first_imgNewsHub 14 May 2018Family First Comment: Mentions Family First’s longest married couple – 83 years and still going Prince Harry is set to marry former Suits actress Meghan Markle this coming Saturday.To celebrate love and marriage, on Monday The Project heard from Kiwi couples who turned their weddings into a life-long love affair.“Our wedding day was on a nice, sunny day – and it was a memorable day because I got the girl of my dreams,” said Maurice Tucker, who married his wife Gwen 76 years ago.Despite fewer Kiwis tying the knot, and Prime Minister Jacinda Ardern having a child out of wedlock, New Zealand has no shortage of love stories for those who said “I do” and stayed true.The couples shared tips on how to maintain a successful marriage.New Zealand’s longest married couple – Auckland’s Jeram and Ganga Ravij – say the secret to their own union is tolerance. The couple are turning 102 this year.The second longest marriage in New Zealand is Mosgiel couple Eric and Lillian Brinsdon, both 99, who celebrated their 80th anniversary in January.READ MORE: http://www.newshub.co.nz/home/new-zealand/2018/05/nz-s-longest-married-couple-s-advice-to-prince-harry-and-meghan-markle.htmllast_img read more

Solskjaer: Blame me for plight

first_img Press Association “I am the manager. I will take the blame,” Solskjaer said. “I didn’t make the impact on the results I hoped for. I came in hoping to make a difference and we could move up the table, but it didn’t happen. “We haven’t performed very well to stay up, and that’s the reality. We have not been good enough. “We have got to give the fans a good last game, and then we will look towards next season.” Keeping Cardiff’s leading players – the likes of England defender Steven Caulker, midfielder Gary Medel and goalkeeper David Marshall – could prove Solskjaer’s toughest challenge during the summer. Caulker and Medal are thought to hold contractual release clauses in the event of relegation, although Marshall recently penned a new long-term deal with the Bluebirds. Solskjaer would not comment on any contract situations in his final pre-match press conference of the season on Friday. “There will be changes,” Solskjaer added. “I will do my best to keep hold of the most important players. That job has already started. “The ones who will be here will have to have the character, as in that league (Championship) you cannot turn up and just go through the motions. “You have to come back with a hunger to do well, but the majority of the squad here has that experience of the Championship.” Solskjaer revealed he had spoken with Tan in the wake of events last weekend. There are no indications that the Norwegian will not still be in charge, come the start of next season. “I have got no other signals than planning for next season,” Solskjaer said. “The key is to start the season well. “You have to learn from your mistakes as a player and coach. I am a better manager now than when I came here. We came into the unknown this season, and the majority of the players didn’t know much about the Premier League. “The experience of playing in the Premier League will give everyone a taste. “Everyone wants to be back there next year, but it is not going to be easy. The Championship is a very tough league, and you have to be right, mentally. “The longer you go before you manage to bounce back, the more difficult it proves to be. “The whole club is disappointed, but there is only one thing to do and that is come back stronger. “We were very low and disappointed, but we have to go out on Sunday and give ourselves a good last game. “It’s been four months’ hard work. We have enjoyed it, but the results haven’t been what we wanted. “There are loads of things I have learnt, and there are things I would have done different, but that is hindsight. “Nobody wants to end up last (in the Premier League). There is that pride of your own performance on Sunday, but also to show the fans your appreciation of them.” The Bluebirds’ quickfire Championship return was confirmed by a 3-0 defeat against Newcastle last weekend, making Sunday’s final game at home to Chelsea an irrelevance in terms of survival. Solskjaer took over as manager in January after Cardiff chairman Vincent Tan dispensed with Malky Mackay’s services, but he was unable to inspire a climb out of the bottom three, and Cardiff face Chelsea as the league’s bottom team. Ole Gunnar Solskjaer says the buck stops with him following Cardiff’s relegation from the Barclays Premier League.last_img read more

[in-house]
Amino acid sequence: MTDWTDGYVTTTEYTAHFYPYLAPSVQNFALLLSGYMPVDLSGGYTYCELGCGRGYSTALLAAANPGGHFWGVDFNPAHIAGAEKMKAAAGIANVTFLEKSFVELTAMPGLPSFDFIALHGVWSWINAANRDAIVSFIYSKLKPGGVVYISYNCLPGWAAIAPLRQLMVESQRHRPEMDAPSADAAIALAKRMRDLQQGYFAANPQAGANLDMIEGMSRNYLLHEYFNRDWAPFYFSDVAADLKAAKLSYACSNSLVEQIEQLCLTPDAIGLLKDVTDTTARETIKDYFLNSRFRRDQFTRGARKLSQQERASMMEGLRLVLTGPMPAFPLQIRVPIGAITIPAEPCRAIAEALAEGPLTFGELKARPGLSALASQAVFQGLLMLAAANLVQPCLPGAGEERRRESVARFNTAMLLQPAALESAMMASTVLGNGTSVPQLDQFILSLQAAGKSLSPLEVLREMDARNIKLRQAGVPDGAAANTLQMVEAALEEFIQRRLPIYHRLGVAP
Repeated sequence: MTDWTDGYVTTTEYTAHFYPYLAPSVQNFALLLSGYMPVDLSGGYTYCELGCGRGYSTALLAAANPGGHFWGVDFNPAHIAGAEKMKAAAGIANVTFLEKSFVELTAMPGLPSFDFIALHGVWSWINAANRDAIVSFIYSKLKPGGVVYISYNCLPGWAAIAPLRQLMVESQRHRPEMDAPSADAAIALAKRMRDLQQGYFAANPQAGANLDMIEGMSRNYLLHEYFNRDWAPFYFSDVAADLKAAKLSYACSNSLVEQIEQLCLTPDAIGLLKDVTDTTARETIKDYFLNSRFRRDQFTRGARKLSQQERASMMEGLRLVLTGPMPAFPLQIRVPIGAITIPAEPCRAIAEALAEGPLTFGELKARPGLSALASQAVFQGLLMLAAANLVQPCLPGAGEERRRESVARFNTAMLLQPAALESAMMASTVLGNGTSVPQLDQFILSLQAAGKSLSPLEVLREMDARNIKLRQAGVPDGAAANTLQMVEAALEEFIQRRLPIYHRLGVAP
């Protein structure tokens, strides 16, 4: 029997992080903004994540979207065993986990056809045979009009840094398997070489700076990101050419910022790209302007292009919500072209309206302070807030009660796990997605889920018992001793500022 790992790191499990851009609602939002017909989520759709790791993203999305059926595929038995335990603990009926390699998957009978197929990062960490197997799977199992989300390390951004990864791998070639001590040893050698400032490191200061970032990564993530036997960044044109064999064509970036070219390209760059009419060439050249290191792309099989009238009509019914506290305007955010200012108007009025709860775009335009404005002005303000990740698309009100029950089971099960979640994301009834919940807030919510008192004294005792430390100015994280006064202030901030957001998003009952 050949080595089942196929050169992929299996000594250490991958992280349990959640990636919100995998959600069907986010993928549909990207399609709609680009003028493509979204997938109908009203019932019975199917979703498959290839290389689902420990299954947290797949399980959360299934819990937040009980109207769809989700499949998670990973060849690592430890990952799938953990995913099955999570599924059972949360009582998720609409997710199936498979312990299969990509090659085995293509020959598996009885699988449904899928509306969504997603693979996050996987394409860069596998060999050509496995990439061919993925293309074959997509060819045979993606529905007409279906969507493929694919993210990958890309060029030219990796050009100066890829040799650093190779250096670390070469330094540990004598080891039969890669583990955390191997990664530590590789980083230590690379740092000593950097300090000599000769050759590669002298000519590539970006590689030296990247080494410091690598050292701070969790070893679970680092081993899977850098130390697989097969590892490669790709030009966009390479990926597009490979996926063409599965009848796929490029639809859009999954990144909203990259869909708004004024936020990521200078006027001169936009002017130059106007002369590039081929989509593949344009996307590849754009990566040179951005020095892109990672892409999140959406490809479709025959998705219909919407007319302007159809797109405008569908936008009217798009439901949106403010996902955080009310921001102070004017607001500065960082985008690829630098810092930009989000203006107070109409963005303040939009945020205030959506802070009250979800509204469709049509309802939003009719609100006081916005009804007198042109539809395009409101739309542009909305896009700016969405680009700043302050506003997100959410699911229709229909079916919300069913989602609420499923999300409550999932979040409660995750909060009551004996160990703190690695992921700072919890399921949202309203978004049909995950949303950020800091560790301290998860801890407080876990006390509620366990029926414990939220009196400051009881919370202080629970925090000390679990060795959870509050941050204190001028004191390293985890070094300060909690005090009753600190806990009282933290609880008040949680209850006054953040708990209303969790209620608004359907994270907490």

Howard reaches out to Mignolet